Soot penetrated the dermis of this firefighter 30-days following the Thomas wildfire in California. Dr. James Brown, PhD reviewed the photographs and shared the following thoughts.
My first impression of the pictures and the symptoms (skin irritations) described by other firefighters, is this crew is lucky to have survived such an exposure. Unfortunately, they are likely to experience adverse effects for some time.
Concerns regarding prognosis:
The sweating of soot is good as it helps remove materials trapped in the skin, and that should subside, but expect it to continue to a lesser extent for a very long time – possibly years. The dermatitis should subside, and is likely a result of all the particulate matter embedded in the skin. As the majority of the soot leaves the body, the skin will become less irritated. There may be significant variability among crew members due to differing sensitivities to the invading materials. I would make sure the firefighters inspect these areas regularly, looking (and feeling) for nodule development. The skin may start encapsulating some of the foreign material. If that happens, they should seek the attention of a physician, preferably a dermatologist, immediately.
Considering wildland firefighters do not wear respiratory protection, my greatest concern is inhalation exposure. Look at the soot on the skin. That is exactly what the conducting airways of the lungs looked like after this incident. I am sure a lot of black sputum has been coughed up since. The severity of the asthma induced by the exposure will likely subside, but may persist for an extended period with some possibility of a permanent airway sensitivity. Depositing particulates deep in the lung can have long and dire consequences.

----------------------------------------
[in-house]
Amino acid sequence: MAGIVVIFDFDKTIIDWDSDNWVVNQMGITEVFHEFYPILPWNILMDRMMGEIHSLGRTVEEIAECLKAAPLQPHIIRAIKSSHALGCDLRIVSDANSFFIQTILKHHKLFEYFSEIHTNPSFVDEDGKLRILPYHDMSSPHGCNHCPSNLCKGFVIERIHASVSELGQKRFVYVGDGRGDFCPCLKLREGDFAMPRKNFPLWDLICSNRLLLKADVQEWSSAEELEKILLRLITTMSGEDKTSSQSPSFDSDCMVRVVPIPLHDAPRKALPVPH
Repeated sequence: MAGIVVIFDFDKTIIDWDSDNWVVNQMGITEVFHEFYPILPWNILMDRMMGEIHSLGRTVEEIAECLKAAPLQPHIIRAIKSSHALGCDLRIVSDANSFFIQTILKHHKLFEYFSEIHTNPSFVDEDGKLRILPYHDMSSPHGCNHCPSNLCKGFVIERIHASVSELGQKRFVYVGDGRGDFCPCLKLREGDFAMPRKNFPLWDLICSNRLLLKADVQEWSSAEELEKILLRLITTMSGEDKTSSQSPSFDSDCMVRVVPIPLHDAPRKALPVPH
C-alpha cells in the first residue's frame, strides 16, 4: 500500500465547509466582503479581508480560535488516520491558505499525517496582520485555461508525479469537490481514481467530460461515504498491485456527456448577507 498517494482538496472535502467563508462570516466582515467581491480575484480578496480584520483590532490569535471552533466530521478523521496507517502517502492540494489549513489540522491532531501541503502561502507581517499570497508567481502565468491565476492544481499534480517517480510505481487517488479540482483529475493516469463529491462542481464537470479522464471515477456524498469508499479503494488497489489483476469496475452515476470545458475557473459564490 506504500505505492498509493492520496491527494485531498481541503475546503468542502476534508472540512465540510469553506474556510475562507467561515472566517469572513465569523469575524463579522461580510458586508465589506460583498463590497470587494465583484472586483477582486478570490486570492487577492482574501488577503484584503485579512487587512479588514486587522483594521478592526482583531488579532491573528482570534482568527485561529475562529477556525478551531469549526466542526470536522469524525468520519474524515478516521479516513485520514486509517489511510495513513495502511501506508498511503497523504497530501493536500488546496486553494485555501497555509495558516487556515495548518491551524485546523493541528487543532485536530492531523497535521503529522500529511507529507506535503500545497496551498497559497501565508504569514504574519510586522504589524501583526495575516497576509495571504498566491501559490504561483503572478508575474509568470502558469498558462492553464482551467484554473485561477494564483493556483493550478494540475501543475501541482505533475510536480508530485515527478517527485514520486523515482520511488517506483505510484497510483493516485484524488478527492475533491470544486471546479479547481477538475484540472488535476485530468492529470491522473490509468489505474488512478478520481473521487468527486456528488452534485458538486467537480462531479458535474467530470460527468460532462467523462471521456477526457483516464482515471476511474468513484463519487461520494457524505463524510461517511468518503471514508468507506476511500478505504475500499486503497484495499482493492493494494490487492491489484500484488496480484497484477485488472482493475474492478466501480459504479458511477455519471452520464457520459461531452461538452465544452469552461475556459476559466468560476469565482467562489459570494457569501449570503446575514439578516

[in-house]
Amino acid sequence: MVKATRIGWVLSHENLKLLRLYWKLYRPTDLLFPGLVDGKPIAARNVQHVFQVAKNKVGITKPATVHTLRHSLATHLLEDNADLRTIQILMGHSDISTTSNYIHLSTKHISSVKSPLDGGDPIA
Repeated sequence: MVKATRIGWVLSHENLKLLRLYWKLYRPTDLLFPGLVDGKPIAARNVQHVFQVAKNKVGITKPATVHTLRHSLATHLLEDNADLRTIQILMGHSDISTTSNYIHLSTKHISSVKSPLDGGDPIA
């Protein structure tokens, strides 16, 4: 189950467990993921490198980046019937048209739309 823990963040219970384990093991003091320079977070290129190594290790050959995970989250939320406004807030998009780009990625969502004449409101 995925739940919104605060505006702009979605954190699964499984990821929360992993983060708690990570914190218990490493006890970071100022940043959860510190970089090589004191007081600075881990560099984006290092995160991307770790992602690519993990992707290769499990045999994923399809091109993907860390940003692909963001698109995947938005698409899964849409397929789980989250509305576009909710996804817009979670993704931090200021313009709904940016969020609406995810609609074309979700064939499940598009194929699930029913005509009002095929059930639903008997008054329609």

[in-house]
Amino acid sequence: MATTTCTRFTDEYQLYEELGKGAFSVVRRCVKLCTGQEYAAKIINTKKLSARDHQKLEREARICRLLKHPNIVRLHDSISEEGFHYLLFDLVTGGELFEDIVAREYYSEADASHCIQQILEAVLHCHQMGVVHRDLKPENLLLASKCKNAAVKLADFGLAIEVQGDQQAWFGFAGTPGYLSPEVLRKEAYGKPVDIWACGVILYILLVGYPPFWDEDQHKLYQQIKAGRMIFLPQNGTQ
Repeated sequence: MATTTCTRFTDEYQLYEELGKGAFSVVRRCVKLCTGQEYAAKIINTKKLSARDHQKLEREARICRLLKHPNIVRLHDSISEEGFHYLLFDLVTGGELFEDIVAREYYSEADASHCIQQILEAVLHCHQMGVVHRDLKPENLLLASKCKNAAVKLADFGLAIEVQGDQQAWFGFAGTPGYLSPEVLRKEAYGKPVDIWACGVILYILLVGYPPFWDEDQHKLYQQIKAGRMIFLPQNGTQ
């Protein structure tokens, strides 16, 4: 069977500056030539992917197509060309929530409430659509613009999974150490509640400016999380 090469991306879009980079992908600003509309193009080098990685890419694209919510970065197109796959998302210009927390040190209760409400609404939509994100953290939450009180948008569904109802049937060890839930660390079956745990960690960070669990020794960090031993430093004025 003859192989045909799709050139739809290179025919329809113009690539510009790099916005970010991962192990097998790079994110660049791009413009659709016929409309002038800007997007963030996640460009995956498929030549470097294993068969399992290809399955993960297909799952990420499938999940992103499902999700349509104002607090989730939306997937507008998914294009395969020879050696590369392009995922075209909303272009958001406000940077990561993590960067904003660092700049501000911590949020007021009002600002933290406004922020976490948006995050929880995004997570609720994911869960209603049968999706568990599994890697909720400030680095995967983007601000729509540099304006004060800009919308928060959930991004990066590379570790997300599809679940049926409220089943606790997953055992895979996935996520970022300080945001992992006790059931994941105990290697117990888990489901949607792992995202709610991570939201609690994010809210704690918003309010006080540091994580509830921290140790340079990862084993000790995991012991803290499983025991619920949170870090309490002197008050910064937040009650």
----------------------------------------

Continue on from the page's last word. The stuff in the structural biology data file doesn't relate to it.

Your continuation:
It is impossible to predict to whom, or to what extent, these consequences may manifest themselves, but all involved will have an increased risk of developing interstitial lung diseases, COPD, and even lung cancer. Additionally, because of the lung’s access to the bloodstream, toxic and possibly carcinogenic compounds, we’re likely delivered to the circulation. The consequence of that situation, again, is impossible to predict and will vary among individuals (from no observed effect to some disease manifestation). It is vital that these firefighters be monitored by appropriate physicians (pulmonologists, internists, etc.) and that those physicians be fully aware of the exposure history.
This may seem like a lot of gloom and doom, but the reality is you are regularly exposed to these toxic environments. And, because of regular and long-term exposures, you are at a higher risk of all the adverse outcomes mentioned here. This severe exposure just further increased the risk of seeing those adverse at some time in the future..
See also, Firefighter Cancers and Other Diseases